How To Prepare For A Layoff Now

Getty As the coronavirus crisis escalates, layoffs are sadly mounting. Last week, 3.28 million Americans filed for unemployment, the highest number of initial jobless claims since the U.S. Department of Labor started tracking these numbers in 1967. And Federal Reserve Bank of St. Louis economists say the pandemic could lead to 47 million lost jobs…

How To Prepare For A Layoff Now

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As the coronavirus crisis escalates, layoffs are sadly mounting. Last week, 3.28 million Americans filed for unemployment, the highest number of initial jobless claims since the U.S. Department of Labor started tracking these numbers in 1967. And Federal Reserve Bank of St. Louis economists say the pandemic could lead to 47 million lost jobs in America.
“Most economists now expect a major recession,” says Jed Kolko, chief economist for Indeed.com. “Some companies have already announced layoffs, and we’ve seen the trend in job postings start to decline on the Indeed site.”
Some of those jobs — hopefully most — will return. But in the meantime, it’s wise to take key steps to prepare for a possible layoff and shore up your career. Here are nine suggestions:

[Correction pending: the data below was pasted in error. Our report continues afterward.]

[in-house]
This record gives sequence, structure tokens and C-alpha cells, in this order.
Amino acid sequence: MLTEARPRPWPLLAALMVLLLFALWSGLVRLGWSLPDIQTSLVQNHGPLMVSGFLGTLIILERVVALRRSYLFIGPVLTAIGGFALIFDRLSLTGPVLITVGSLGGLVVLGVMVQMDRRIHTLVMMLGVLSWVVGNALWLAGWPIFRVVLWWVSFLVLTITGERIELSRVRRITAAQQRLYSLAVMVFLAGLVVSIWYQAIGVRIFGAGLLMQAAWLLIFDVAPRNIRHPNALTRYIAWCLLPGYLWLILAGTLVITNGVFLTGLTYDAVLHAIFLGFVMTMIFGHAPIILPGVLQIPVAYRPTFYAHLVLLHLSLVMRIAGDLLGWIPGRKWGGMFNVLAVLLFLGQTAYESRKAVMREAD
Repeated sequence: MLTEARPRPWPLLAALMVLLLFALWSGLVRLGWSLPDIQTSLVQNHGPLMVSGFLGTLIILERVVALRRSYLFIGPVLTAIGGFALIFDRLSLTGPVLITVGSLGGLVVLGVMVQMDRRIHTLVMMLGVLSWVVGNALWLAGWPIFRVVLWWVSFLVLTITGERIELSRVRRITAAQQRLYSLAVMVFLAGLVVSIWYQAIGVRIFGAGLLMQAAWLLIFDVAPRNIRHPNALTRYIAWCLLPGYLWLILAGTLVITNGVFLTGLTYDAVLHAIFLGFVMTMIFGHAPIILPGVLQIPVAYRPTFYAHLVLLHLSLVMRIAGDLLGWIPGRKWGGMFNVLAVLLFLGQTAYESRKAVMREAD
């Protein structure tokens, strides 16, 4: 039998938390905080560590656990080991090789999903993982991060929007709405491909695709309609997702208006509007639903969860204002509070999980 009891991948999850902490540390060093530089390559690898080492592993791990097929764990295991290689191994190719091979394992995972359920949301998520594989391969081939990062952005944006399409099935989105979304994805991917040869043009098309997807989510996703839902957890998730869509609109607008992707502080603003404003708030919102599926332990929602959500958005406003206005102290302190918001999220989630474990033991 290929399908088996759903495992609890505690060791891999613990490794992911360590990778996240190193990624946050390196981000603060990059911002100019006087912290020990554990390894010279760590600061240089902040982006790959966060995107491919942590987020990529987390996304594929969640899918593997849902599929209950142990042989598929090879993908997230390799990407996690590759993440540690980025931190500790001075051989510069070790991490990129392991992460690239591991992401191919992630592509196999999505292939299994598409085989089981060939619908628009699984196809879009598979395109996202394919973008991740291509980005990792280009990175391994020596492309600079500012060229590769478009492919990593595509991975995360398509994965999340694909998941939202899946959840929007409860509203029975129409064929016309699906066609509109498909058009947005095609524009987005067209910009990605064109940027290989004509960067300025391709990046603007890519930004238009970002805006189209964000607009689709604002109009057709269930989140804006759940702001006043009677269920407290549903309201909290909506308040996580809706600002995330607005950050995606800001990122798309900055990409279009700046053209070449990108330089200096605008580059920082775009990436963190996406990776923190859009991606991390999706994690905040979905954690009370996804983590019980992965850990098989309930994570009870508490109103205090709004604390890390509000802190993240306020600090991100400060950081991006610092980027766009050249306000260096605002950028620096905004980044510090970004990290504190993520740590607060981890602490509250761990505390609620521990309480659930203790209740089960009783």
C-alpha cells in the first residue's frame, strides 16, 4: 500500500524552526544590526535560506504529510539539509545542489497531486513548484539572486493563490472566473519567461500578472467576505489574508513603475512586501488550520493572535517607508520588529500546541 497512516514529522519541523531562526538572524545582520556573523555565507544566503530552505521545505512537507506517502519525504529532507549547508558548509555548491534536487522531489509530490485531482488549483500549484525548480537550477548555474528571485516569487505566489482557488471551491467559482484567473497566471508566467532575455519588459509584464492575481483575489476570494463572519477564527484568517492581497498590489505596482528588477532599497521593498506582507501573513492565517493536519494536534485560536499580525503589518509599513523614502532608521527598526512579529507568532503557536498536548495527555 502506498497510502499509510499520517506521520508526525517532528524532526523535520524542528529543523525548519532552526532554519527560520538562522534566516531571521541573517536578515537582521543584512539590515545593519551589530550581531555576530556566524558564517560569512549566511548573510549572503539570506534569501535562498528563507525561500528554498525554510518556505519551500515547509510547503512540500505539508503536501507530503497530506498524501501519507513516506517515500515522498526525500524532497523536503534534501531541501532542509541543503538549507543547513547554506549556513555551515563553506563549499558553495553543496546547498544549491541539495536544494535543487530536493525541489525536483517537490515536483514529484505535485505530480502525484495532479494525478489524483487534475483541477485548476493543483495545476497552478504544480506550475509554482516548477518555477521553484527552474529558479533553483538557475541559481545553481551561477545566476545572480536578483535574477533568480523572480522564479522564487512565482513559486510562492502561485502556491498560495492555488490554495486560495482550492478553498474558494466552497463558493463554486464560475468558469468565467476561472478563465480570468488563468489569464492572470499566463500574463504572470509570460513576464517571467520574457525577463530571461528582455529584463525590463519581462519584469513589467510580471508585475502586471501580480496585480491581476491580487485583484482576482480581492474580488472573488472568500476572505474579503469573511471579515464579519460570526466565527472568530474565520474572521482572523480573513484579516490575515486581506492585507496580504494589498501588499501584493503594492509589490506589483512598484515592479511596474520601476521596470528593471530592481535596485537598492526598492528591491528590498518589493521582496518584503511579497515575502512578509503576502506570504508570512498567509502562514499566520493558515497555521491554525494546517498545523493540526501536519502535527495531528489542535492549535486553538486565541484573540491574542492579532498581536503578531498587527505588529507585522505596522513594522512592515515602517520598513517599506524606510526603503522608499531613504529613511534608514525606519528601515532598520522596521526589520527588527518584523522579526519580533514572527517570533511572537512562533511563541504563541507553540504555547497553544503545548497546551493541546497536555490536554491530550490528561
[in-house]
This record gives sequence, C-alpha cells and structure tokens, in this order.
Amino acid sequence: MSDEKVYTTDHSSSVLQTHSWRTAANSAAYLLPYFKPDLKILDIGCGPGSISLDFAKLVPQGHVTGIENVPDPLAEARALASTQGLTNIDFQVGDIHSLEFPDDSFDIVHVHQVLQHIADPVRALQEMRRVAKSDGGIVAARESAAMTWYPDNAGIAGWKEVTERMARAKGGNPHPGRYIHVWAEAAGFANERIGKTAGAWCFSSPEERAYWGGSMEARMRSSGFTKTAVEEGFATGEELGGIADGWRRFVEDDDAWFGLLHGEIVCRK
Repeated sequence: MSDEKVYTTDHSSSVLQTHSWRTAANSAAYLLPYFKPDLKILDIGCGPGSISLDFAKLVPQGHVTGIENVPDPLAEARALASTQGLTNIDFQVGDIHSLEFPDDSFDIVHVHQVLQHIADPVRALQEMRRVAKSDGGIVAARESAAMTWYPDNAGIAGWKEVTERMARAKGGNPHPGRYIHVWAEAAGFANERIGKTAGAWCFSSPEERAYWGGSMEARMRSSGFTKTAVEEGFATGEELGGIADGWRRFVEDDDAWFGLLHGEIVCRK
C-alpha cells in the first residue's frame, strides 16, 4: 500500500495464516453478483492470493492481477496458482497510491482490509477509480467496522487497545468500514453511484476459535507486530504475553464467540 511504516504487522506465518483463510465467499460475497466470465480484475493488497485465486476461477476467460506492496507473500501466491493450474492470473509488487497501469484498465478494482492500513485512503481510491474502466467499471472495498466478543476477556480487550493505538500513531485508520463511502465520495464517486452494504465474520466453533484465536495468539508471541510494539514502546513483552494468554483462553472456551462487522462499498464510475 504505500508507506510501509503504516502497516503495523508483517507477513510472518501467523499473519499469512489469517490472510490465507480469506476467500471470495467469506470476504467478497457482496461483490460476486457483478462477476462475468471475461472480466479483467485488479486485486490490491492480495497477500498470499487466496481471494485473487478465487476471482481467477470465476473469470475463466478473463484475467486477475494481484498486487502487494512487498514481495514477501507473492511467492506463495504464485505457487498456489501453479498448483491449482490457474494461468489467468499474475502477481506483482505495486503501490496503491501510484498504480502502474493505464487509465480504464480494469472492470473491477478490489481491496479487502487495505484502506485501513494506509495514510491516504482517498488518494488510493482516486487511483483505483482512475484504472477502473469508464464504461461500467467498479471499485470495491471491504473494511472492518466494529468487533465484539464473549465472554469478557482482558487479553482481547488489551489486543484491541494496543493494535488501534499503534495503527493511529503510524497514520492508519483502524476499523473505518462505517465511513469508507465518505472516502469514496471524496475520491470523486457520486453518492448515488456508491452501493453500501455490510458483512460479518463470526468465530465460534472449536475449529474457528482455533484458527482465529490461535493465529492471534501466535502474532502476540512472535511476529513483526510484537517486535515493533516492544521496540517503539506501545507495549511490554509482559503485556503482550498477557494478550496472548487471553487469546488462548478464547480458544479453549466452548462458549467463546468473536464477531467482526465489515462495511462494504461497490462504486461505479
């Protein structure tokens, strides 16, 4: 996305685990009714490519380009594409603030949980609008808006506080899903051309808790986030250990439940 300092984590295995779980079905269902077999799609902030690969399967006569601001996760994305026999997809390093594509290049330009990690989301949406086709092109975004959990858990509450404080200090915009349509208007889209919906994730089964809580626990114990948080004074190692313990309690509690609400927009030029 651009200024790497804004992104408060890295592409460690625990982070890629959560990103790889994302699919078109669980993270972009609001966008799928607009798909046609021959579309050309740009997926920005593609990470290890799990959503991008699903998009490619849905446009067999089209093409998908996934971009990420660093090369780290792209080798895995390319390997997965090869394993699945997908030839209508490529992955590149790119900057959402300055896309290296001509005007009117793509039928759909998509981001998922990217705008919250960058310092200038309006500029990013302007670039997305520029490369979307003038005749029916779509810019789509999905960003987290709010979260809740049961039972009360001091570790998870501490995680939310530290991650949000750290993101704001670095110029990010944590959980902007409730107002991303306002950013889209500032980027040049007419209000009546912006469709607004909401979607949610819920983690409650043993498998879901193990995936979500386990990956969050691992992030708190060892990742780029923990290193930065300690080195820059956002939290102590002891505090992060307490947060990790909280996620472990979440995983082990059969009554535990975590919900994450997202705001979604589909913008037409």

1. Focus intently on your job, while you have one. Admittedly, this is easier said than done. But with layoffs sharply escalating, now is not the time to ease up at work. Otherwise, you could make yourself more of a target to your employer.

If possible, offer to lighten the workload for a co-worker who is sick or caring for a loved one due to the pandemic.

It’s now critical to demonstrate your productivity, especially if you work remotely (when some bosses wrongly assume employees aren’t putting in the normal effort). Respond promptly to emails from colleagues. Show up for virtual meetings on time and well-prepared. Stay on top of deadlines and deliverables.
Also on Forbes:

If possible, offer to lighten the workload for a co-worker who is sick or caring for a loved one due to the pandemic.
Of course, no amount of diligence will guarantee your job. But it’s your best defense when or if your employer must make job-cut decisions.
2. Update your LinkedIn
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profile and resumé to include your latest accomplishments, skills and credentials. Eliminate any information that’s no longer relevant, such as dated technology skills.
If you’re a job seeker over 50, it’s especially important to follow the recommendations noted in my previous post, “How to Age-Proof Your Resume and LinkedIn Profile.“
3. Practice using video technology for potential video job interviews. Odds are, for the foreseeable future, many employers will be using video interviews to screen candi
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